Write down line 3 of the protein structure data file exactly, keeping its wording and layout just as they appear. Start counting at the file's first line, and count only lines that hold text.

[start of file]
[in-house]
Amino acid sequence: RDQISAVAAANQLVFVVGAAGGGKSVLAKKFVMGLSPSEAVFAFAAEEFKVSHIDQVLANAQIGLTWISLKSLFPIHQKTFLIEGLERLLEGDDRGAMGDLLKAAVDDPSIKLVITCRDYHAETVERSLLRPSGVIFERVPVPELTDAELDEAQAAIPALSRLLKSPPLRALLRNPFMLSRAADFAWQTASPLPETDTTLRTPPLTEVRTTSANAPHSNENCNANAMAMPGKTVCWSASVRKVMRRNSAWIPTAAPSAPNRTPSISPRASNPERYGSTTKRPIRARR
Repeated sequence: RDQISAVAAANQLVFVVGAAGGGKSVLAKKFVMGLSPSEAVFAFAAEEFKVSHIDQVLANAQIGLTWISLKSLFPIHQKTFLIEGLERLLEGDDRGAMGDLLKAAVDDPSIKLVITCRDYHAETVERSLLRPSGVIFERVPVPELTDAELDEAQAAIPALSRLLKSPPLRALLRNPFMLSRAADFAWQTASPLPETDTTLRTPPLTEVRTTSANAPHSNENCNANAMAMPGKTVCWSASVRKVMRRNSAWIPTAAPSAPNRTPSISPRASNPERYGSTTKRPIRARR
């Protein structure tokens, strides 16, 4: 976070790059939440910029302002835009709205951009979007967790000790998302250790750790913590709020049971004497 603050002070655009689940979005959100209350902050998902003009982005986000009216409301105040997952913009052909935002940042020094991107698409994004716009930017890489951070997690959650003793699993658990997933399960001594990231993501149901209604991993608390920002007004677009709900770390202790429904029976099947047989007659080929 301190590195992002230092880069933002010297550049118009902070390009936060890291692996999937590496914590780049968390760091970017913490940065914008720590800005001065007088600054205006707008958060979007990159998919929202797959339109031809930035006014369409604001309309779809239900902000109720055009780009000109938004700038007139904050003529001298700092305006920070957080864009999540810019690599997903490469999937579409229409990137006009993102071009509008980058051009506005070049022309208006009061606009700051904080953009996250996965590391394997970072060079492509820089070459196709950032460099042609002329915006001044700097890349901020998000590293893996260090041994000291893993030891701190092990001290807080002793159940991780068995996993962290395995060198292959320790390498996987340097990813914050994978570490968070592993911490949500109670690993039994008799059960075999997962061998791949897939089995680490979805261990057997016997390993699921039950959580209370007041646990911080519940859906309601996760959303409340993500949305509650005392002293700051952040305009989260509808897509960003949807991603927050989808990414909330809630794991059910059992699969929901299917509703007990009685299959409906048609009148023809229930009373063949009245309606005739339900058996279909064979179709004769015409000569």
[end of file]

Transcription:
Repeated sequence: RDQISAVAAANQLVFVVGAAGGGKSVLAKKFVMGLSPSEAVFAFAAEEFKVSHIDQVLANAQIGLTWISLKSLFPIHQKTFLIEGLERLLEGDDRGAMGDLLKAAVDDPSIKLVITCRDYHAETVERSLLRPSGVIFERVPVPELTDAELDEAQAAIPALSRLLKSPPLRALLRNPFMLSRAADFAWQTASPLPETDTTLRTPPLTEVRTTSANAPHSNENCNANAMAMPGKTVCWSASVRKVMRRNSAWIPTAAPSAPNRTPSISPRASNPERYGSTTKRPIRARR